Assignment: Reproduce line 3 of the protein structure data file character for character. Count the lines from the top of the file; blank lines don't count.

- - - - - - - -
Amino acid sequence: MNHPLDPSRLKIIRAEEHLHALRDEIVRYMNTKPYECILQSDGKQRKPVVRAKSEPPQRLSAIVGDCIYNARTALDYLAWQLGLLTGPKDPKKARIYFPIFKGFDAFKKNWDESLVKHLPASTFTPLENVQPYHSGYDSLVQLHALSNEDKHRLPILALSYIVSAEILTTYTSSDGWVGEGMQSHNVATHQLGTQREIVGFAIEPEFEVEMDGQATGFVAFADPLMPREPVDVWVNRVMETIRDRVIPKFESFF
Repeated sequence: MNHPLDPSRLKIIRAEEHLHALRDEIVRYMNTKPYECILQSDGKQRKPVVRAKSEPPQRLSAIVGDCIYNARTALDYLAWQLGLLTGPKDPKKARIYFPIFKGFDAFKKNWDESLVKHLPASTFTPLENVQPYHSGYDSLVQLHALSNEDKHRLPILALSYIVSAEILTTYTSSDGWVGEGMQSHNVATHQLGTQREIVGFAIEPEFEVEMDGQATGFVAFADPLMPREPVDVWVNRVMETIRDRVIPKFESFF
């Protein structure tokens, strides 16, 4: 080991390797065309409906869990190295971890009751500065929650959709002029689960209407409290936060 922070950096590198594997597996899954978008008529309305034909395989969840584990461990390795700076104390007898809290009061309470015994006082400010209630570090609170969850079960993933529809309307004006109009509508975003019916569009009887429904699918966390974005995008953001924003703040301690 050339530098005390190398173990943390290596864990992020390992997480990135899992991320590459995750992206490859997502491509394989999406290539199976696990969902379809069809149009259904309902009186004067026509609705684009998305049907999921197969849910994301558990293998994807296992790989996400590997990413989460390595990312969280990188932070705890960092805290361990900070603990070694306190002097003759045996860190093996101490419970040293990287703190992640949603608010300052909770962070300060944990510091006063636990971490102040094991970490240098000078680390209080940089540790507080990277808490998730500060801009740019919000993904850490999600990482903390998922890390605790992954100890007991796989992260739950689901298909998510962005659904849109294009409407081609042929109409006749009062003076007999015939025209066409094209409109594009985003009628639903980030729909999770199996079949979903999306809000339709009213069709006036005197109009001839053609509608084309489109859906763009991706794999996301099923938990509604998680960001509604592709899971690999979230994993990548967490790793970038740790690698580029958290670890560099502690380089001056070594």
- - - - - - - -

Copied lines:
């Protein structure tokens, strides 16, 4: 080991390797065309409906869990190295971890009751500065929650959709002029689960209407409290936060 922070950096590198594997597996899954978008008529309305034909395989969840584990461990390795700076104390007898809290009061309470015994006082400010209630570090609170969850079960993933529809309307004006109009509508975003019916569009009887429904699918966390974005995008953001924003703040301690 050339530098005390190398173990943390290596864990992020390992997480990135899992991320590459995750992206490859997502491509394989999406290539199976696990969902379809069809149009259904309902009186004067026509609705684009998305049907999921197969849910994301558990293998994807296992790989996400590997990413989460390595990312969280990188932070705890960092805290361990900070603990070694306190002097003759045996860190093996101490419970040293990287703190992640949603608010300052909770962070300060944990510091006063636990971490102040094991970490240098000078680390209080940089540790507080990277808490998730500060801009740019919000993904850490999600990482903390998922890390605790992954100890007991796989992260739950689901298909998510962005659904849109294009409407081609042929109409006749009062003076007999015939025209066409094209409109594009985003009628639903980030729909999770199996079949979903999306809000339709009213069709006036005197109009001839053609509608084309489109859906763009991706794999996301099923938990509604998680960001509604592709899971690999979230994993990548967490790793970038740790690698580029958290670890560099502690380089001056070594």